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Abstract Algebra: Theory and Applications

Publisher: 
Open source
Number of Pages: 
438
Price: 
0.00
ISBN: 
open source book

For many students, abstract algebra is the most daunting of math classes. Many students (particularly those who do not have a strong theoretical bent) see abstract algebra as symbol-twiddling with no apparent rhyme or reason. To them, group theory proofs are just so many rabbits pulled from hats.

In our math department at Texas A&M — Central Texas, most of the majors are certifying secondary teachers. For this reason, I needed a textbook that made heavy use of familiar mathematical structures such as the integers mod n, complex numbers, symmetries, and permutations to motivate and illustrate the more abstract concepts. I also needed a more pedestrian book that valued clarity and gradual unfolding above elegance and conciseness. The book’s presentation should be interspersed with numerous, easily-worked examples. The exercises should be progressive, with a generous number of relatively easy problems for student practice. Practical applications of abstract algebra should figure prominently.

Of all the prospective texts I looked at from the standpoint of these requirements, Thomas Judson’s Abstract Algebra: Theory and Applications (AATA) was the best. (The fact that it was free was an added bonus.) The level was non-threatening, and the order and presentation of topics seemed perfect for what I was looking for. The “Preliminaries” chapter begins with several pointers on reading and writing proofs — vital background knowledge that most a abstract algebra books take for granted. Next, the book covers sets and equivalence relations in a way that bridges from familiar material to a more abstract setting. In the chapters dealing with groups, there are entire sections devoted to the integers mod n, symmetries, and complex numbers. Some practical topics such as ISBN and UPC codes are well-covered in the exercises; while others such as cryptography (the discussion of RSA is a bit brief) and algebraic coding (group codes, linear codes, and polynomial codes) are treated in well-placed optional chapters.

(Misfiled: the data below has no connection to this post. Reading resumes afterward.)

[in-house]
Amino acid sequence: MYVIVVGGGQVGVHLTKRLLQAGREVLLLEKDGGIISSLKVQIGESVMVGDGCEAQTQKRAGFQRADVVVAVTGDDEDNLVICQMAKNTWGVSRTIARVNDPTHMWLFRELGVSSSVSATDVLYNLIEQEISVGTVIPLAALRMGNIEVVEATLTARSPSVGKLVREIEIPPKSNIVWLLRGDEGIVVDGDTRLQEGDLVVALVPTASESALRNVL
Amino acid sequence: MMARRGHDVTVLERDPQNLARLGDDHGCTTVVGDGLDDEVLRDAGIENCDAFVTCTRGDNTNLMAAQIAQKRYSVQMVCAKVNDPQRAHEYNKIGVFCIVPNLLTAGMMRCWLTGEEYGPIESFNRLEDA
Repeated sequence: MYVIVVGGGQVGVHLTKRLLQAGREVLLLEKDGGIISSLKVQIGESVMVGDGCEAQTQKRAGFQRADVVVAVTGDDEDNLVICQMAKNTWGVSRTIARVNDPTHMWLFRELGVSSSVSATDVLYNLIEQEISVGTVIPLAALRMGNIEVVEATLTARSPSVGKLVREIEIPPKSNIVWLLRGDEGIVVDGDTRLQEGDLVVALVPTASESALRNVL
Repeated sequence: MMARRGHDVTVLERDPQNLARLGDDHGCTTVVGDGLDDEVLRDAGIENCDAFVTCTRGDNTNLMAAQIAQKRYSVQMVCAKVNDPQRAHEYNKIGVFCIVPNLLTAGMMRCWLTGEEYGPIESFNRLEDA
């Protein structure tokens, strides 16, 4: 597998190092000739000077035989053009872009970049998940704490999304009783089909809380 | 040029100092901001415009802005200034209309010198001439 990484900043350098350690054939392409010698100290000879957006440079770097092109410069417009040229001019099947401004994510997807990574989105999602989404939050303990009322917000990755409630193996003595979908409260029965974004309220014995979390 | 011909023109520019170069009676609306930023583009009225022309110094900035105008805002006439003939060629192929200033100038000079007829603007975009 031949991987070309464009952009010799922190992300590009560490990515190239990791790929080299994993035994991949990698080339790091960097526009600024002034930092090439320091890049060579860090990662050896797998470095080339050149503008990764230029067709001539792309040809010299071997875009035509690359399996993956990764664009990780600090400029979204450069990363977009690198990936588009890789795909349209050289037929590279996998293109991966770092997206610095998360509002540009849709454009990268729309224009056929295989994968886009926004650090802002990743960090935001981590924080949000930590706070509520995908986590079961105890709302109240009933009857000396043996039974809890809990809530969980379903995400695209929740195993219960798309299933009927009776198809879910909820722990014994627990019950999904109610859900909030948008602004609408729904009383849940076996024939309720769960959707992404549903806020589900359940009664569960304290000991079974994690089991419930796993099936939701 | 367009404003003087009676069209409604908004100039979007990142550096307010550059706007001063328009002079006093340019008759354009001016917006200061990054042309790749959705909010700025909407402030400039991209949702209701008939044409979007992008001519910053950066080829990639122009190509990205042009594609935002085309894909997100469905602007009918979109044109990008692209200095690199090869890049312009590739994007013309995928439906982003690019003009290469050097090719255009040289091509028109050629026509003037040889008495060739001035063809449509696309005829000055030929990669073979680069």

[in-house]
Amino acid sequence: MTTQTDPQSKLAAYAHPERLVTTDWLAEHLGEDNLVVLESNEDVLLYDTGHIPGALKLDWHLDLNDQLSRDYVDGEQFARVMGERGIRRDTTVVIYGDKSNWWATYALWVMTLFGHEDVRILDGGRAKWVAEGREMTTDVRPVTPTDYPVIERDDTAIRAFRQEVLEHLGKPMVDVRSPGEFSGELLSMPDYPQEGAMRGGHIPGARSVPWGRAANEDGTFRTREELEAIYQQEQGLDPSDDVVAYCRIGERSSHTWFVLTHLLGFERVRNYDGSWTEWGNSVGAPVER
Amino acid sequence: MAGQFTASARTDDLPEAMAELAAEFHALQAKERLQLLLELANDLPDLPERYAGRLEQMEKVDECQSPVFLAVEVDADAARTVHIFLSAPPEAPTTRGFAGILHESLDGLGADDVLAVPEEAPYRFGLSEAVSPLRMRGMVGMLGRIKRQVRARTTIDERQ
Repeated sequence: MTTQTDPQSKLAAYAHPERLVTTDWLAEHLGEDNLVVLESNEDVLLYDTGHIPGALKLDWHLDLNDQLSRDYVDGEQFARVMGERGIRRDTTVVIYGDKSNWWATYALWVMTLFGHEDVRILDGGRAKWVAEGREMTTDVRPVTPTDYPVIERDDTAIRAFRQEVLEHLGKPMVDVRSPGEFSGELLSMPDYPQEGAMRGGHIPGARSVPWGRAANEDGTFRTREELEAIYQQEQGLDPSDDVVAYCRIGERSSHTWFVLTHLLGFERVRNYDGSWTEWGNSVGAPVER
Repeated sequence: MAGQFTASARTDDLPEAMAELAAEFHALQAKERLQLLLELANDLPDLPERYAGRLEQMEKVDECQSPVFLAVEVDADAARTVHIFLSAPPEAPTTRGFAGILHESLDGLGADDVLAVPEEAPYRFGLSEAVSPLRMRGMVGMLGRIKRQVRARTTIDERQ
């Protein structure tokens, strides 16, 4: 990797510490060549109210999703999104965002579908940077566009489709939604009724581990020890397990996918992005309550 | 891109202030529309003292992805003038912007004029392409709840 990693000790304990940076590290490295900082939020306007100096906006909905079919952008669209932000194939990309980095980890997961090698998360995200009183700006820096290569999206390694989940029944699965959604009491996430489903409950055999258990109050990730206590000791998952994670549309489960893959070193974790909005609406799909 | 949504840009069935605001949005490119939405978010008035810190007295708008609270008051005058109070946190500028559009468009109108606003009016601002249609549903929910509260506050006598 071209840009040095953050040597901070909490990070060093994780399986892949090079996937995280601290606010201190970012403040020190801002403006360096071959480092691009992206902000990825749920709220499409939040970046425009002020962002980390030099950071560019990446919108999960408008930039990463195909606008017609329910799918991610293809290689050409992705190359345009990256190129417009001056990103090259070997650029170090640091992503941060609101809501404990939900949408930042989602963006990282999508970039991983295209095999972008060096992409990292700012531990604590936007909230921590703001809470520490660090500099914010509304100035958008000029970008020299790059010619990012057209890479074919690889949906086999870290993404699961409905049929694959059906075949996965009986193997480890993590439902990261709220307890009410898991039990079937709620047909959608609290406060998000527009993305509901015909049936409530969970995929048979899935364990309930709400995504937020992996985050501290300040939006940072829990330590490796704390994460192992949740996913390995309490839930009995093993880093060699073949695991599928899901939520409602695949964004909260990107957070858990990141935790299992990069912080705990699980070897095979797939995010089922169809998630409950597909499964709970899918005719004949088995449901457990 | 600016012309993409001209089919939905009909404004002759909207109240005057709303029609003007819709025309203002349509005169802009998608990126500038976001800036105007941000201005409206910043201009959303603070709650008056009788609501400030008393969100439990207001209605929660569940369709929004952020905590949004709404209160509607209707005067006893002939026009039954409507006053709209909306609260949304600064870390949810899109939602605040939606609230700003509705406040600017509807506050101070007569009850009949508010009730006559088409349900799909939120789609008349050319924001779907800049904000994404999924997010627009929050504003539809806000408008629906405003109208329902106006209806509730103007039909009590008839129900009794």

Despite these enabling features, my students in their end-of-semester evaluations commented that they wanted even more exposition and even more examples to bridge to the problems. These reactions are probably more a reflection of deficiencies in the students’ backgrounds than of deficiencies in AATA. Nonetheless, their comments led me to exploit one of the greatest strengths of AATA: full customizability. All of the LaTeX code is freely available online. My graduate student Justin Hill and I took Judson’s source material and in a single semester developed a book that was precisely suited to the background and interests of our particularly students. This turns on its head the conventional model of textbook development, which requires slow evolution of lecture notes over the course of several semesters.

Abstract Algebra: Theory and Applications is open-source in the fullest sense of the word. The source code is kept in a repository under version control and textbook adopters are encouraged to submit changes. A new edition has been put out every year for the past three years — all editions and the repository may be accessed from the download page.